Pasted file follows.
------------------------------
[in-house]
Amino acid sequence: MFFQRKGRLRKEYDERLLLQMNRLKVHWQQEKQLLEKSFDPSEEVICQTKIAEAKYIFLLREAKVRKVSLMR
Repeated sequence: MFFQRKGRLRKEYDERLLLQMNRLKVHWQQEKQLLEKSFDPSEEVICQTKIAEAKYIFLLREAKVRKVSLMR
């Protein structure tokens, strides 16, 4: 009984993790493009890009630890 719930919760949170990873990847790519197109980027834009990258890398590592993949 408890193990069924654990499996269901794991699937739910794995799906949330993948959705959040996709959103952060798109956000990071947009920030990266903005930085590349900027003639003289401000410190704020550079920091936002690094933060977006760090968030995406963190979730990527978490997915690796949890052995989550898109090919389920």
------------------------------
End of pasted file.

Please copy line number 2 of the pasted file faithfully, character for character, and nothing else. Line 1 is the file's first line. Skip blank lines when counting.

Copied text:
Amino acid sequence: MFFQRKGRLRKEYDERLLLQMNRLKVHWQQEKQLLEKSFDPSEEVICQTKIAEAKYIFLLREAKVRKVSLMR